New research debunks the myth of the ‘lazy’ flexible worker

Posted on 28 Sep 2023

By Greg Thom, journalist, Institute of Community Directors Australia

Lazy worker

Pushback by home-based employees against bosses urging them to return to work has received a boost with new research showing they are just as hard working and committed as office-based staff.

Data from the soon to be released Diversity Council Australia (DCA) Inclusion@Work Index revealed that the perception that the ideal worker is in the office, works full-time and is always available not only is incorrect, but can also be harmful to flexible workers.

DCA said the research debunked the assumption that flexible work harms team productivity, with survey results revealing little difference between workers’ performance in the office and at home.

Results from the Inclusion@Work Index showed:

  • 40% of flex workers and 39% of non-flex workers reported they were always willing to work extra hard to help their team succeed
  • 31% of flex workers and 30% of non-flex workers reported their team always looked for new ideas to solve problems
  • equal proportions of flex and non-flex workers (39%) felt their team always worked together effectively
  • 40% of flex workers and 38% of non-flex workers reported their team always provided excellent customer service.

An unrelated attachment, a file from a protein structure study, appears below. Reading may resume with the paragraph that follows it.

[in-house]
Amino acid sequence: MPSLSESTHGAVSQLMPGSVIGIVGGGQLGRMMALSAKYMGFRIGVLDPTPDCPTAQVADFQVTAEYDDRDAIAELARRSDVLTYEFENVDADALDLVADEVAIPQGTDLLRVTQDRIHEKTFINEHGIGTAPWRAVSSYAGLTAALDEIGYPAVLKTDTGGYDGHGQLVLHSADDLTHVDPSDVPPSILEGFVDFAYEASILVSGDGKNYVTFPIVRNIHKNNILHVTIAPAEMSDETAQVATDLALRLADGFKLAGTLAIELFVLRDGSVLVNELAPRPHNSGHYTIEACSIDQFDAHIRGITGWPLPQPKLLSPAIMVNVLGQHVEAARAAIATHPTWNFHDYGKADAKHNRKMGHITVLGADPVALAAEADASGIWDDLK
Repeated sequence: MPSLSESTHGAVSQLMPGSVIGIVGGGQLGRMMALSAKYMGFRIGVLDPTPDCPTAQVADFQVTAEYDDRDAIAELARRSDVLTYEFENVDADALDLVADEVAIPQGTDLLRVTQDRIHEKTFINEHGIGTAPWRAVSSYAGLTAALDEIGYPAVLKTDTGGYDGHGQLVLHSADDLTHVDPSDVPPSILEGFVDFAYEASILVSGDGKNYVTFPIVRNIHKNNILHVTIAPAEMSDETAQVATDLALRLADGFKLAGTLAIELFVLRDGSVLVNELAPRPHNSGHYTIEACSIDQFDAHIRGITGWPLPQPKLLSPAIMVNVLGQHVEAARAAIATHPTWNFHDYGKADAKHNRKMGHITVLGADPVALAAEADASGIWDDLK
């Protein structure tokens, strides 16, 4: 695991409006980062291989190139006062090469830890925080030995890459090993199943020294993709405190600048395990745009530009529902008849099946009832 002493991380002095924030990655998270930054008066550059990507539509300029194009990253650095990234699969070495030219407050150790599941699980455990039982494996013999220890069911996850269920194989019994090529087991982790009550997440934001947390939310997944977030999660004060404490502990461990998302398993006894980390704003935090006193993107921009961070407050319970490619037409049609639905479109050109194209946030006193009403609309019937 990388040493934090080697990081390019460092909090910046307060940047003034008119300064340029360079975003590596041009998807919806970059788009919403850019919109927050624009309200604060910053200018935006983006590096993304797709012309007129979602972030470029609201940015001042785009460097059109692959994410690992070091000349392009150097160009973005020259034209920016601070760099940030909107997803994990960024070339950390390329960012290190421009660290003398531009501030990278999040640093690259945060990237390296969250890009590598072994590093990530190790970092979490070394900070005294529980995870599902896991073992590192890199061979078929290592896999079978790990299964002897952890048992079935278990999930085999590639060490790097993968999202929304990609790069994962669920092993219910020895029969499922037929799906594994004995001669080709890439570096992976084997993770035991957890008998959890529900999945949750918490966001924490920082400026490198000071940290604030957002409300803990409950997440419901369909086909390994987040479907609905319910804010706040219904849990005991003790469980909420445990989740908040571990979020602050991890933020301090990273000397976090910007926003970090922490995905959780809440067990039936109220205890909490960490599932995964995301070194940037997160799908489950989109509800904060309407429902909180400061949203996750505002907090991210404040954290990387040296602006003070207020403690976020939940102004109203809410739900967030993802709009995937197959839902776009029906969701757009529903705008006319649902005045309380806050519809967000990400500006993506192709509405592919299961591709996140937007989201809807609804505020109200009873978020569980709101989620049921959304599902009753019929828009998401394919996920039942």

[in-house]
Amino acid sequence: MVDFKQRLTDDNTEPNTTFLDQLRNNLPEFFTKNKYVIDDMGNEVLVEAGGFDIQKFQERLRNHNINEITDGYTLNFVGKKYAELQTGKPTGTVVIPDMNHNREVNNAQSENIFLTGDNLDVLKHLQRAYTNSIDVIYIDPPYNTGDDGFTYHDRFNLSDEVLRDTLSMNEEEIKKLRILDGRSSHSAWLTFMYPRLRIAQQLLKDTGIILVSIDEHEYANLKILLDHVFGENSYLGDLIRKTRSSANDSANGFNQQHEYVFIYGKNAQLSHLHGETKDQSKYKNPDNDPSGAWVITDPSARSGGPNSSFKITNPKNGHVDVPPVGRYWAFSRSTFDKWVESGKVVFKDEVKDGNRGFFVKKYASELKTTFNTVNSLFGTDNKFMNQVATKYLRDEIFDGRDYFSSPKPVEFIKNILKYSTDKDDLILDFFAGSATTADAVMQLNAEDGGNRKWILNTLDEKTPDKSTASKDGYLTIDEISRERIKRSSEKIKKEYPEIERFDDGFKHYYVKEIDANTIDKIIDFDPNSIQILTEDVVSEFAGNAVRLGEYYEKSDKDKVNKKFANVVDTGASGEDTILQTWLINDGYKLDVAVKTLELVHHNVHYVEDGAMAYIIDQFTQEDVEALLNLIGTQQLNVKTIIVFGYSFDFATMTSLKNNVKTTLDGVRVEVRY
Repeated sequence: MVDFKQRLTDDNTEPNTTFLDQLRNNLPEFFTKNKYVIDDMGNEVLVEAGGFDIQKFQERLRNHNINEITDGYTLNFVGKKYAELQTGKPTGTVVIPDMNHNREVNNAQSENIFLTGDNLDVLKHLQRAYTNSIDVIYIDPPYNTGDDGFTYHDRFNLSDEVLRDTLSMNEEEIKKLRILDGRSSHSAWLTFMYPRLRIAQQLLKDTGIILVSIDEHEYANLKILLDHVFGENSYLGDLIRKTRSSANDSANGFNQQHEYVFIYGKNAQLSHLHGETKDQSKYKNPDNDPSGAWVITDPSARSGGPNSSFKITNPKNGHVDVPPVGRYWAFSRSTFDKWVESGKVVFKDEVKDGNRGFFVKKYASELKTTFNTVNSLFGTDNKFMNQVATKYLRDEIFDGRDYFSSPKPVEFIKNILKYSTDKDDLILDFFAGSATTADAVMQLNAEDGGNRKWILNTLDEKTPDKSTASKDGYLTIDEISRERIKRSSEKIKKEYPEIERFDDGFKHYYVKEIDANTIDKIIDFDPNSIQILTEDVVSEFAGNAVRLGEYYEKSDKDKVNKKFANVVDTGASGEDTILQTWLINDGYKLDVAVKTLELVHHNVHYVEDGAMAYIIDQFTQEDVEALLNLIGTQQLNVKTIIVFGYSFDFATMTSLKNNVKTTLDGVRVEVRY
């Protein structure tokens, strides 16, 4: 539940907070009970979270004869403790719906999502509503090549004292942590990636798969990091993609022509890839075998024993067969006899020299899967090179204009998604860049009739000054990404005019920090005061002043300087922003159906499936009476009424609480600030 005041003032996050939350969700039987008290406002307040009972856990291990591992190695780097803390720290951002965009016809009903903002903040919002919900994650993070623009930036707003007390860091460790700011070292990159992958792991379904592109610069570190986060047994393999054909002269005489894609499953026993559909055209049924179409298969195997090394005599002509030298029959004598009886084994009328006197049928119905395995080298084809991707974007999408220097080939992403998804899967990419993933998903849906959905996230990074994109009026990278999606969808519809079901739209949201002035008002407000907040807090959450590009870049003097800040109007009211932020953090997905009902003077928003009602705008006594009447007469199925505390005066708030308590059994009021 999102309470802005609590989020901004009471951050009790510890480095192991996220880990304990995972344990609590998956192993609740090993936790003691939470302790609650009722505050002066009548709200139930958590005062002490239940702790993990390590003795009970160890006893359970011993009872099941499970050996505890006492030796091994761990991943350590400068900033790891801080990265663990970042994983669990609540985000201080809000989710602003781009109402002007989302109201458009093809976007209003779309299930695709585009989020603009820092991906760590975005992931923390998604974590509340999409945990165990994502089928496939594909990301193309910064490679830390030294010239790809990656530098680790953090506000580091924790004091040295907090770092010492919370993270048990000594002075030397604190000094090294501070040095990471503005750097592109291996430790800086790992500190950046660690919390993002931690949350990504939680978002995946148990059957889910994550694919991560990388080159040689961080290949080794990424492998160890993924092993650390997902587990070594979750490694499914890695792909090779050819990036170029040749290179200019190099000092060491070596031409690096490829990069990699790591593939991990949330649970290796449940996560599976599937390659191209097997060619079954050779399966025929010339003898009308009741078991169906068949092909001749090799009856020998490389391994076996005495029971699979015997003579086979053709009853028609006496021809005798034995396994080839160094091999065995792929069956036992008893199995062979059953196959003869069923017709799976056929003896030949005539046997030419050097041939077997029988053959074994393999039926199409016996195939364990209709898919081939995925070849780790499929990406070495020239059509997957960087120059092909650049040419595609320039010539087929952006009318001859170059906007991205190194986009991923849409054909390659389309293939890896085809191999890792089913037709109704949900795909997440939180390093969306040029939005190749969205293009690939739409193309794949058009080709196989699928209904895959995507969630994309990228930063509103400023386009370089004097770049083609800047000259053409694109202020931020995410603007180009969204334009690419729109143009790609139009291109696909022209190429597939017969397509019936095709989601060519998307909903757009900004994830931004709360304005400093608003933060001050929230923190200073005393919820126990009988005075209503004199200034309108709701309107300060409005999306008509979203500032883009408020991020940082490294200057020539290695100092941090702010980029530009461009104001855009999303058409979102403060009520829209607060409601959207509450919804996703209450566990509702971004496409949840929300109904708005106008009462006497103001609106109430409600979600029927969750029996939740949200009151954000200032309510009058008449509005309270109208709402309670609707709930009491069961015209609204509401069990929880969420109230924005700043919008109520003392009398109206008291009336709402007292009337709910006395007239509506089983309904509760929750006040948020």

Recently released data from DCA revealed that feeling included by work colleagues and being employed in a flexible environment are two key pillars of employee mental health.

The statistics showed that workers with access to the flexibility they needed to manage work and other commitments were almost four times more likely to feel that their work positively affected their mental health.

However, negative assumptions about their work ethic meant flex workers were more likely to face discrimination and harassment.

“The evidence is clear: if you give people the support and flexibility they need, your employees will flourish and so will your business.”
Diversity Council Australia CEO Lisa Annese.

DCA CEO Lisa Annese said the findings were particularly alarming given that flexible working options are disproportionately accessed by those with caring responsibilities and those from marginalised backgrounds.

“A diverse workforce has diverse needs,” Ms Annese said.

“Access to flexible working options is crucial to fostering more inclusive workplaces where everyone can thrive.”

In a recent column for the Community Advocate, Community Council for Australia CEO David Crosbie said the charity sector was once a workplace leader when it came to flexible working conditions.

“As a charity CEO I could offer more flexibility to employees than would usually be provided by most businesses or government organisations,” he said.

“For employees wanting to study, spend time with family, or care for someone, charities and NFPs could often accommodate their needs better than other workplaces.”

Following the covid pandemic, however, when so many employees were required to work from home, flexibility is no longer unusual in most workplaces.

“Companies are now more likely to go out of their way to meet staff needs as part of their recruitment approach across many more workplaces.”

Ms Annese said the new DCA data helped debunk the myth that flex workers were lazy.

“The evidence is clear: if you give people the support and flexibility they need, your employees will flourish and so will your business.”

More news

Become a member of ICDA – it's free!